This article follows the lives of Poles who have served in the British colonial regiments in the West Indies. The colonies were crucial for the Empire in economic terms, however in order to secure the British interests a constant presence of troops was necessary. This was strongly undermined by harsh conditions in the region which due to tropical diseases has decimated the number of British troops. High death rates have convinced London authorities to pursue a policy of sending to the West Indies regiments composed of captured prisoners from the French army rather than own British troops. Among these a group of Poles have been quite significant. Most of them have been drafted to the 60th Infantry battalion (the author established 129 Polish names serving there) and the York Light Infantry Volunteers where 81 Polish names appear. Apart from this, several Poles have been identified serving in smaller colonial regiments - York Hussars and Hompesch Hussars. In addition, the author has searched the lists from military hospital in Chelsea. According to these, soldiers that survived the climate of the West Indies, were usually suffering from serious health problems. Prior to receiving a pay-out, they were asked to sign a declaration that they do not have any claims against the British state.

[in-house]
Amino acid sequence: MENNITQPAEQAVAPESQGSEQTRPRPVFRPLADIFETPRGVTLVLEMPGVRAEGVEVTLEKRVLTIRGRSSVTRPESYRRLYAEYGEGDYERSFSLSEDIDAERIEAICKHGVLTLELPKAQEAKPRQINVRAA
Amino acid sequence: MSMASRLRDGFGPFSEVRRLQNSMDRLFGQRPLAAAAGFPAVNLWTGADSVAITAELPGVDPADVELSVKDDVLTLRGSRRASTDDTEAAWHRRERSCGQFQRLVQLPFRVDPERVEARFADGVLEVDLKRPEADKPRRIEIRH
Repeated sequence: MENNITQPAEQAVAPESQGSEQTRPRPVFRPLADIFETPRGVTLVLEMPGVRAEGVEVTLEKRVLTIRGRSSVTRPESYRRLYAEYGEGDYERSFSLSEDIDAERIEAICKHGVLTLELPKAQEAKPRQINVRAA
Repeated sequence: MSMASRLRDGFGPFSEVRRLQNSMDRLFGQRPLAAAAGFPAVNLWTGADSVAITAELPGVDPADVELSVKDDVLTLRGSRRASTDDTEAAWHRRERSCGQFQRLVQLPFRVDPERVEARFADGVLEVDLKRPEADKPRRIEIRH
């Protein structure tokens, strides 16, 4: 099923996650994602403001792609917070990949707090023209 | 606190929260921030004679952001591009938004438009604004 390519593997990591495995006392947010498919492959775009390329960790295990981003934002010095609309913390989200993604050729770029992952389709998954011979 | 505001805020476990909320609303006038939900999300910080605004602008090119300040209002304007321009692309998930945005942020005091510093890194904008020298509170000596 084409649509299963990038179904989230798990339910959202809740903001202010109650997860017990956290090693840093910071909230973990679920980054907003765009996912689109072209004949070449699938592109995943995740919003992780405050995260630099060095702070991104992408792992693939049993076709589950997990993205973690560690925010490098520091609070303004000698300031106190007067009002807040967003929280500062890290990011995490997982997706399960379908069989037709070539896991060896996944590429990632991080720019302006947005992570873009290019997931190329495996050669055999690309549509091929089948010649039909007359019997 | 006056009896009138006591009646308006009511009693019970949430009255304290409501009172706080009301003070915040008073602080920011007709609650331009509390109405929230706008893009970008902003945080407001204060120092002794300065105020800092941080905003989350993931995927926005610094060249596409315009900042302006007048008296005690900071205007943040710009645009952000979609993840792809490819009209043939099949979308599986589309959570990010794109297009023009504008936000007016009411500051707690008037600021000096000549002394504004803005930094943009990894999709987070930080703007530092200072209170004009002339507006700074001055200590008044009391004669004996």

Financed by the National Centre for Research and Development under grant No. SP/I/1/77065/10 by the strategic scientific research and experimental development program:
SYNAT - “Interdisciplinary System for Interactive Scientific and Scientific-Technical Information”.